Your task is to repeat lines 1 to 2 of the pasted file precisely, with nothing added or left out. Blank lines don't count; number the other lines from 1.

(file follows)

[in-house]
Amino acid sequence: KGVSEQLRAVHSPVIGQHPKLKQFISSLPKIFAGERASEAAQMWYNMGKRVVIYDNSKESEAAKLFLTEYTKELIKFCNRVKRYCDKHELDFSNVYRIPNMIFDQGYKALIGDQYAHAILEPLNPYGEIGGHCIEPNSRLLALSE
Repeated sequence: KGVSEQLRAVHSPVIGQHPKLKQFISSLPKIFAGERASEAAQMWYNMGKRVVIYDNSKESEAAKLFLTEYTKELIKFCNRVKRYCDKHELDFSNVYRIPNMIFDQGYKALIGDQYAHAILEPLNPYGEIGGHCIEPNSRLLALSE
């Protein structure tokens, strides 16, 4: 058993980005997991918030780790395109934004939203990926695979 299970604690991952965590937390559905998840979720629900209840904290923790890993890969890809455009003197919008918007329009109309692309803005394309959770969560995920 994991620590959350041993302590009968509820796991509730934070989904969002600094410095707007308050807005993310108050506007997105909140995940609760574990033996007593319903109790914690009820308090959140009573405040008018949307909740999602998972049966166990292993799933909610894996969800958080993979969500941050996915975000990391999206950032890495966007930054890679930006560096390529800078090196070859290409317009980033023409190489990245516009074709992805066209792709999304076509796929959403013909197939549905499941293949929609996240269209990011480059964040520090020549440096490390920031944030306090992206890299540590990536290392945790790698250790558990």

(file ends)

[in-house]
Amino acid sequence: KGVSEQLRAVHSPVIGQHPKLKQFISSLPKIFAGERASEAAQMWYNMGKRVVIYDNSKESEAAKLFLTEYTKELIKFCNRVKRYCDKHELDFSNVYRIPNMIFDQGYKALIGDQYAHAILEPLNPYGEIGGHCIEPNSRLLALSE